Use her money to pay the lawyer to answer the questions. That is a proper use of the money. It will probably not cost more than a few hundred dollars to get the answers you need. Do it right.
posted by yclipse at 12:52 PM on October 19, 2010 [2 favorites]

The only action that a mortgage company can take in the event that payments are not made on a mortgage, is to foreclose on the mortgaged property. They can repossess the house if the payments on it are not made. They do not have any legal basis to seize any other assets. Nobody is legally obligated to pay a mortgage, any more than you are legally obligated to pay rent; if you don't pay your rent, or if you don't pay your mortgage, you move out, and the property will be rented or sold to someone else who is prepared to make the payments.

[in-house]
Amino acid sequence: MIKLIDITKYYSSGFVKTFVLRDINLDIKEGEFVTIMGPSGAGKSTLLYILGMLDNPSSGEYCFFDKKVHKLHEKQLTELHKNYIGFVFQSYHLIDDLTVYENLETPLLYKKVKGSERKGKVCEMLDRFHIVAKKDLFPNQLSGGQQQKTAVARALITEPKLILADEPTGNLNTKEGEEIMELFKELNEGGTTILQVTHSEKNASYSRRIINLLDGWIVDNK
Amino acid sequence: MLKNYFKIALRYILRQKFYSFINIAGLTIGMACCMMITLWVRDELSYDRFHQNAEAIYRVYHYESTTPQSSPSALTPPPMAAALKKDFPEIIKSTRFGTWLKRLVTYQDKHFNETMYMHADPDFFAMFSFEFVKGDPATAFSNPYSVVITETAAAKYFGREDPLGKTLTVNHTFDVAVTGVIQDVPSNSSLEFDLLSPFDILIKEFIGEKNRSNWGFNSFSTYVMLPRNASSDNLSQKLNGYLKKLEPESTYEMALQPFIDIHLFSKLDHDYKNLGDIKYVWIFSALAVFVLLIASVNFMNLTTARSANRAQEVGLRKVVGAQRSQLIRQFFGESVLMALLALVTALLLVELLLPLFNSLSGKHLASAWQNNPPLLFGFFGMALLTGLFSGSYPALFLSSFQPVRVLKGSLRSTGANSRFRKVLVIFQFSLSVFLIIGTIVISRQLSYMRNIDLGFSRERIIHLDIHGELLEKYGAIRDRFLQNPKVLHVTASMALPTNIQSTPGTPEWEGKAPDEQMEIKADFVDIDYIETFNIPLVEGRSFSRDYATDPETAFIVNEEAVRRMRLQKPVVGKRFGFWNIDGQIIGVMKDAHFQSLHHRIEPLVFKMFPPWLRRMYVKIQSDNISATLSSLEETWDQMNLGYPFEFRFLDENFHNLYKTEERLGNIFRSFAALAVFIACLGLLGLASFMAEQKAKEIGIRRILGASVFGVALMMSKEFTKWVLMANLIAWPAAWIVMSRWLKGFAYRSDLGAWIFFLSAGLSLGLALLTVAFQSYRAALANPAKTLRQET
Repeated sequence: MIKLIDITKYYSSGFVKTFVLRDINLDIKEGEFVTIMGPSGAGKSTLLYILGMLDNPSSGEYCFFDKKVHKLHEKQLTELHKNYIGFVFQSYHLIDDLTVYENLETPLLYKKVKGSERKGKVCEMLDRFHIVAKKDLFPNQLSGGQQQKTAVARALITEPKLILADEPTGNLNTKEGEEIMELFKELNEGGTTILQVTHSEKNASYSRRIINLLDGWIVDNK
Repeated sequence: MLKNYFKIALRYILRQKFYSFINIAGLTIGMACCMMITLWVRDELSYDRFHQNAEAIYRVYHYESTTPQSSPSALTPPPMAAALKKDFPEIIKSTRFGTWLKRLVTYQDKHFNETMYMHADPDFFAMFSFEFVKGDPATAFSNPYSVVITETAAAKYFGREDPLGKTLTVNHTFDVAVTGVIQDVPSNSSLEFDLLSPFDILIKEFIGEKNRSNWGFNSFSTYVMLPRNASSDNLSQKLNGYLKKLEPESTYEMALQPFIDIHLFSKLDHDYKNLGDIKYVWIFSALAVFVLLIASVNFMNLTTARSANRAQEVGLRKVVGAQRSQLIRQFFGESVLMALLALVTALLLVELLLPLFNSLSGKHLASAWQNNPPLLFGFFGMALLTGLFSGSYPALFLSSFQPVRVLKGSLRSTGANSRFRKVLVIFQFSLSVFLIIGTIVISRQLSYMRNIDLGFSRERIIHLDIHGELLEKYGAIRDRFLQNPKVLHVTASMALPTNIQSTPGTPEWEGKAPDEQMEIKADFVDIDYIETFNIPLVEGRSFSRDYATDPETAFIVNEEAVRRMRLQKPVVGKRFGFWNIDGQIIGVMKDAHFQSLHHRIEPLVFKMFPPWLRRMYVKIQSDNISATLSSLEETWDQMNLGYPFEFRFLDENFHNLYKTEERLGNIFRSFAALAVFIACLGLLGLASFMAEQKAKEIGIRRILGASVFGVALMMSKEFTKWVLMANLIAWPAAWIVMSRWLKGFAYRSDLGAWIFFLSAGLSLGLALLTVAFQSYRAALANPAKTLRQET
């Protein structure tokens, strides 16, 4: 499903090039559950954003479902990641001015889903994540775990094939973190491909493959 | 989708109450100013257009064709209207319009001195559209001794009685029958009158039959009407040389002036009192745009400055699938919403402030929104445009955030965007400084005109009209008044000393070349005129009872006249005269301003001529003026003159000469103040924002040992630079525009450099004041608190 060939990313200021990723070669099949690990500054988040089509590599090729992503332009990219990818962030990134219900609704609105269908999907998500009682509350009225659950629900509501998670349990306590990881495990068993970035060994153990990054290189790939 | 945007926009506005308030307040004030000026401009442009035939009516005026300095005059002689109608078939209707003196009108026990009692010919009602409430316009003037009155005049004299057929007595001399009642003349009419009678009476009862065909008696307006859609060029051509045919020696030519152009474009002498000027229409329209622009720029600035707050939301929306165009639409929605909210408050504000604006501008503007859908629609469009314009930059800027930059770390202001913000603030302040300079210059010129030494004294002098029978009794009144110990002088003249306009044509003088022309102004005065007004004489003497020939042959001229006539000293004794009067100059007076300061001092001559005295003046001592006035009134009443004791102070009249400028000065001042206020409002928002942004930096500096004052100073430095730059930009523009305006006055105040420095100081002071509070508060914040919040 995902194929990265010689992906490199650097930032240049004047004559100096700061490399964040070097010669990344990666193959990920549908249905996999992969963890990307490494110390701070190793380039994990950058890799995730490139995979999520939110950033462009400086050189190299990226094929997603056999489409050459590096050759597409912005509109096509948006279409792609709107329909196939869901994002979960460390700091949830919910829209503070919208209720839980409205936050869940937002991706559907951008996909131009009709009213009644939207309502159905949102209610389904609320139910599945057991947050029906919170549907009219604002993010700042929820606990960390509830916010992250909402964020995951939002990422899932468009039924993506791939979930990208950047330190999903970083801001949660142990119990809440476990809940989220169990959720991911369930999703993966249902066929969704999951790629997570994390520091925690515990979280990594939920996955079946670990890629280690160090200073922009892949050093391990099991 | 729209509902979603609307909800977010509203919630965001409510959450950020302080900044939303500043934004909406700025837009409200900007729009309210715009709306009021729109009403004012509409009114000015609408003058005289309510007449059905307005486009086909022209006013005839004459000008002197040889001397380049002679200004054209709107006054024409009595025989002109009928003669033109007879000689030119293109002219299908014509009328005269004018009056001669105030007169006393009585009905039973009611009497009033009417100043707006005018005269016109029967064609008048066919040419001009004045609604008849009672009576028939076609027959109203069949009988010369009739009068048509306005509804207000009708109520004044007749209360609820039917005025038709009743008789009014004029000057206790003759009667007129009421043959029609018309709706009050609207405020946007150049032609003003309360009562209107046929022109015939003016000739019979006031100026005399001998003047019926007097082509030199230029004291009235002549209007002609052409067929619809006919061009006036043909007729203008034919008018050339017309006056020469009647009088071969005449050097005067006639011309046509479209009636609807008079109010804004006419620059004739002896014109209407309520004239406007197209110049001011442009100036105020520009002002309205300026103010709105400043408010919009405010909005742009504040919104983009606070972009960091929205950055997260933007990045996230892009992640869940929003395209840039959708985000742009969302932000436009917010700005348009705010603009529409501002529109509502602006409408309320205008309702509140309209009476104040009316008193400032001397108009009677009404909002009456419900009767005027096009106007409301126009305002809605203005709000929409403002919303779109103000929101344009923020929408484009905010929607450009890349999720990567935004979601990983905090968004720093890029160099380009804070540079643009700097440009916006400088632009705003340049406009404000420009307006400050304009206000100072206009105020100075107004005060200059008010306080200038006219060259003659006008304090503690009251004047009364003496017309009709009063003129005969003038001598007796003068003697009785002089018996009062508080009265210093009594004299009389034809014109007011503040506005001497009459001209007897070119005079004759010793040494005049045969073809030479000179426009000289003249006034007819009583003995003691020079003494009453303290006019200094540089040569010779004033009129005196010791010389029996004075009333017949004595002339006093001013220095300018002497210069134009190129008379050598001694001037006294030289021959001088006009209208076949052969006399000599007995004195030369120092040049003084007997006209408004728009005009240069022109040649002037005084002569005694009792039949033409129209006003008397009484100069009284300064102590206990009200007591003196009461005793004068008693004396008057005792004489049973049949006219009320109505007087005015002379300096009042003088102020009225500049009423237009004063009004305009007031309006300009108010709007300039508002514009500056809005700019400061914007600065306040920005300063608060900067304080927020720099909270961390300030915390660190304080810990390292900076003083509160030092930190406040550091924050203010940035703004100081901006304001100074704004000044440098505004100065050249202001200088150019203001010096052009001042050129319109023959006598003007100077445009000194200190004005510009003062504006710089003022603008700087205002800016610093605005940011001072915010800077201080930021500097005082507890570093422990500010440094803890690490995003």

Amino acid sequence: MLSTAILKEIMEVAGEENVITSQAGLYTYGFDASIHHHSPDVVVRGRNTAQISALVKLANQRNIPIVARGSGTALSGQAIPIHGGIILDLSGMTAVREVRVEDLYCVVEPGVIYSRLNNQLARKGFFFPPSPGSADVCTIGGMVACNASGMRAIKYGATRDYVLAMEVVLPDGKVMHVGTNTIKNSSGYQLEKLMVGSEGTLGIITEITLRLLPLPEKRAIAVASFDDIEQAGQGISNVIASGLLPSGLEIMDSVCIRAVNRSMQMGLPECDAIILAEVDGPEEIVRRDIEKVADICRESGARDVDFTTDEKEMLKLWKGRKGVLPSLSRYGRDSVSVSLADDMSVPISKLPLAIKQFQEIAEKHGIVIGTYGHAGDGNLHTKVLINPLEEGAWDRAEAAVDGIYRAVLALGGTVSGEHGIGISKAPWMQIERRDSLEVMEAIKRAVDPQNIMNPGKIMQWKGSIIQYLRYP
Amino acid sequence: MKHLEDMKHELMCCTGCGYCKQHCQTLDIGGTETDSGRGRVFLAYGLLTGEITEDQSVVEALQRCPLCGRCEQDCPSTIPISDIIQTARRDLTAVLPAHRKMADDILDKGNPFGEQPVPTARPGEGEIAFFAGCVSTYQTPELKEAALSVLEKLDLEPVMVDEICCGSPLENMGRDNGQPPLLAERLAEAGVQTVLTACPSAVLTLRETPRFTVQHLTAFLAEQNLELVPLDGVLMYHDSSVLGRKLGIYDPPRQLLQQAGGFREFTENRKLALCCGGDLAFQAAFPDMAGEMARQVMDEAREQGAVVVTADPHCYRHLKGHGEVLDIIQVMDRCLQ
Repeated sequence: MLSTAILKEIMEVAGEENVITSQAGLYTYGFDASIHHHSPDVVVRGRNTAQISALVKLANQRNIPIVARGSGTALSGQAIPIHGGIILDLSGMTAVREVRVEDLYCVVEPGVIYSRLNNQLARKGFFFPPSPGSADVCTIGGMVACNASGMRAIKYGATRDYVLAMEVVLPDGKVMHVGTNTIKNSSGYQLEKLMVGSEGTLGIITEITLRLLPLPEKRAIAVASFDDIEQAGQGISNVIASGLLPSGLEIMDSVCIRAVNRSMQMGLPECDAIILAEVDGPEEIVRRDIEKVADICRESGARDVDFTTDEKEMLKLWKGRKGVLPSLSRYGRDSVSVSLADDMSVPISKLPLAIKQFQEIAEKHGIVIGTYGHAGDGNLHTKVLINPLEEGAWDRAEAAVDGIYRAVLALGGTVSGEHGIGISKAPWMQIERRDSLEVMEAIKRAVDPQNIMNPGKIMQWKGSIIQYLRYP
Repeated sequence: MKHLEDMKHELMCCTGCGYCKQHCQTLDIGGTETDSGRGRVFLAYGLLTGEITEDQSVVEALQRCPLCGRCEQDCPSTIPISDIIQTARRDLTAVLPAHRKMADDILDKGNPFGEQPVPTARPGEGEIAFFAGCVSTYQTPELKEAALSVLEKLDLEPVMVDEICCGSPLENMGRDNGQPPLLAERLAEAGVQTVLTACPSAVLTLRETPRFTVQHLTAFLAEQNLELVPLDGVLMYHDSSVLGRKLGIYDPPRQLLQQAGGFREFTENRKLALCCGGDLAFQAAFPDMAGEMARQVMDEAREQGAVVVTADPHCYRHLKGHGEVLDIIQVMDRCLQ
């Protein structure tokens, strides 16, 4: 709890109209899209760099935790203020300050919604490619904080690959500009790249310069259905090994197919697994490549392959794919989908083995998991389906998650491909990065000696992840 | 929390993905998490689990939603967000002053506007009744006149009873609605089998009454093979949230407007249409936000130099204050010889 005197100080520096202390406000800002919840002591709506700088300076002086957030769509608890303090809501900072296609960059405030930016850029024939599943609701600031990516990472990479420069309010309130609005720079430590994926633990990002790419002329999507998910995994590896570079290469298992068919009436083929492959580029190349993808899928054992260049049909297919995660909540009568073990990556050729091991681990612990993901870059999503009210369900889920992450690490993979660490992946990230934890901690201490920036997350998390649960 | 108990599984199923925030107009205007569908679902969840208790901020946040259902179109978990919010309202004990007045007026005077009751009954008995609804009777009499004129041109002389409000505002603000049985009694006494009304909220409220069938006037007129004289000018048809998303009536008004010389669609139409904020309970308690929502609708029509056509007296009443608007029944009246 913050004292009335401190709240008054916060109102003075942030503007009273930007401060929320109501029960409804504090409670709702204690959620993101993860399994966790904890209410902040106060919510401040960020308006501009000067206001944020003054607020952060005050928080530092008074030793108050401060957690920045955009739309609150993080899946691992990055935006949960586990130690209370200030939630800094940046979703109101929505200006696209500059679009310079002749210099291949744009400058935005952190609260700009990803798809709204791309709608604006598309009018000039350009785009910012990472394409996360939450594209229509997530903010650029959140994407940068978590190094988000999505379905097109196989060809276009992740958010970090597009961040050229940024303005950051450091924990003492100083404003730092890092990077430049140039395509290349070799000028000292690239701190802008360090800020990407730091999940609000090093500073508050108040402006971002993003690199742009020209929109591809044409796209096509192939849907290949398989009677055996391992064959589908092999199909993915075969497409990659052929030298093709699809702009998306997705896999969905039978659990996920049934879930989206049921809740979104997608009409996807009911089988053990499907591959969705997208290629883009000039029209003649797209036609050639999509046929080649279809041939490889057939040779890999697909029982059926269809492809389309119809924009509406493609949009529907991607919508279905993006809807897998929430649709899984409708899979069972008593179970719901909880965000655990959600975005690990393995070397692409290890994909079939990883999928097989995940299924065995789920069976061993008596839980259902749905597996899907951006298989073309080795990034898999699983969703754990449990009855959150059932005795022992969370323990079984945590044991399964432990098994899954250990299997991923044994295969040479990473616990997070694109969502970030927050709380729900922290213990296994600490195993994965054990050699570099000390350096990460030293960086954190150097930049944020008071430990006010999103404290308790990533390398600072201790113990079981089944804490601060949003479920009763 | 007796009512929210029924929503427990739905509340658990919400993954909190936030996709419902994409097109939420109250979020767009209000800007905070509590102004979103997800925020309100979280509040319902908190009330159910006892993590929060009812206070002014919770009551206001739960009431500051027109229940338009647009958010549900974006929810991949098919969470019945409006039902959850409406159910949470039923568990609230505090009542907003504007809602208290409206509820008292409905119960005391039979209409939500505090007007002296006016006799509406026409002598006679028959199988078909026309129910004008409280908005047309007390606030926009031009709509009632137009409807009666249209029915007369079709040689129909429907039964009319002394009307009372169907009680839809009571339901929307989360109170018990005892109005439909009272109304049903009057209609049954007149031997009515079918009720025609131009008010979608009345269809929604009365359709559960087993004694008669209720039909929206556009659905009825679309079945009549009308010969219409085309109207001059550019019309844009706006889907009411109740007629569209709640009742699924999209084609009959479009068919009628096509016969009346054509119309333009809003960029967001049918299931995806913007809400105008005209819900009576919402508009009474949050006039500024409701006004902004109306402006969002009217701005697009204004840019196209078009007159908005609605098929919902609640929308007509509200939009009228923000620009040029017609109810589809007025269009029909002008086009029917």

posted by grizzled at 12:53 PM on October 19, 2010

I am an attorney, but I am not your attorney. This is not legal advice. You should promptly contact a competent attorney in your jurisdiction (apparently Illinois).

The only action that a mortgage company can take in the event that payments are not made on a mortgage, is to foreclose on the mortgaged property. They can repossess the house if the payments on it are not made. They do not have any legal basis to seize any other assets.

This is not true. Please do not make such uninformed claims. An Illinois mortgage holder may seek a deficiency judgment if the house is underwater or if the foreclosure sale otherwise does not cover the mortgage.

Nobody is legally obligated to pay a mortgage, any more than you are legally obligated to pay rent

People are routinely legally obligated to pay mortgages and rent. A mortgage contract is a legal obligation, as is a lease.
posted by jedicus at 1:02 PM on October 19, 2010 [5 favorites]